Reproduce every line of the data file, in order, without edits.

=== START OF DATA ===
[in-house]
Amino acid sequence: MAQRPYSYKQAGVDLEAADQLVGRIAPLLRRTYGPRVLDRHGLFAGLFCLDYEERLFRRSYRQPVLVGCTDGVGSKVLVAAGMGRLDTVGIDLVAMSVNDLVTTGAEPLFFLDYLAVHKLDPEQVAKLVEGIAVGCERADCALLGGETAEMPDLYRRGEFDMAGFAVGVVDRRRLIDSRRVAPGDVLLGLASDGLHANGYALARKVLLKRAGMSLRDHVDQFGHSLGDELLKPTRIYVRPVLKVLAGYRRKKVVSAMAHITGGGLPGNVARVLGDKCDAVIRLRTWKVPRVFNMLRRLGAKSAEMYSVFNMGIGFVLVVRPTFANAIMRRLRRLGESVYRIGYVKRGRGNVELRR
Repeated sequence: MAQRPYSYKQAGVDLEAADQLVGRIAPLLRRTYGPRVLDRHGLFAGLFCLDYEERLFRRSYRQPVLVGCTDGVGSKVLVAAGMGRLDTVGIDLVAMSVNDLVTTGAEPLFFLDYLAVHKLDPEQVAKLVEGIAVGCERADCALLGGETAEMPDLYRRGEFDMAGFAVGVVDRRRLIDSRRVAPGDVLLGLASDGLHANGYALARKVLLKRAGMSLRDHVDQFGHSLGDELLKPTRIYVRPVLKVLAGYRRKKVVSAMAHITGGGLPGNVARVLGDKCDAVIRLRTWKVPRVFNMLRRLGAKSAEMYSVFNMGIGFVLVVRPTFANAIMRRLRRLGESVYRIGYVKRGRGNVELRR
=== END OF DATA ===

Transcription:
[in-house]
Amino acid sequence: MAQRPYSYKQAGVDLEAADQLVGRIAPLLRRTYGPRVLDRHGLFAGLFCLDYEERLFRRSYRQPVLVGCTDGVGSKVLVAAGMGRLDTVGIDLVAMSVNDLVTTGAEPLFFLDYLAVHKLDPEQVAKLVEGIAVGCERADCALLGGETAEMPDLYRRGEFDMAGFAVGVVDRRRLIDSRRVAPGDVLLGLASDGLHANGYALARKVLLKRAGMSLRDHVDQFGHSLGDELLKPTRIYVRPVLKVLAGYRRKKVVSAMAHITGGGLPGNVARVLGDKCDAVIRLRTWKVPRVFNMLRRLGAKSAEMYSVFNMGIGFVLVVRPTFANAIMRRLRRLGESVYRIGYVKRGRGNVELRR
Repeated sequence: MAQRPYSYKQAGVDLEAADQLVGRIAPLLRRTYGPRVLDRHGLFAGLFCLDYEERLFRRSYRQPVLVGCTDGVGSKVLVAAGMGRLDTVGIDLVAMSVNDLVTTGAEPLFFLDYLAVHKLDPEQVAKLVEGIAVGCERADCALLGGETAEMPDLYRRGEFDMAGFAVGVVDRRRLIDSRRVAPGDVLLGLASDGLHANGYALARKVLLKRAGMSLRDHVDQFGHSLGDELLKPTRIYVRPVLKVLAGYRRKKVVSAMAHITGGGLPGNVARVLGDKCDAVIRLRTWKVPRVFNMLRRLGAKSAEMYSVFNMGIGFVLVVRPTFANAIMRRLRRLGESVYRIGYVKRGRGNVELRR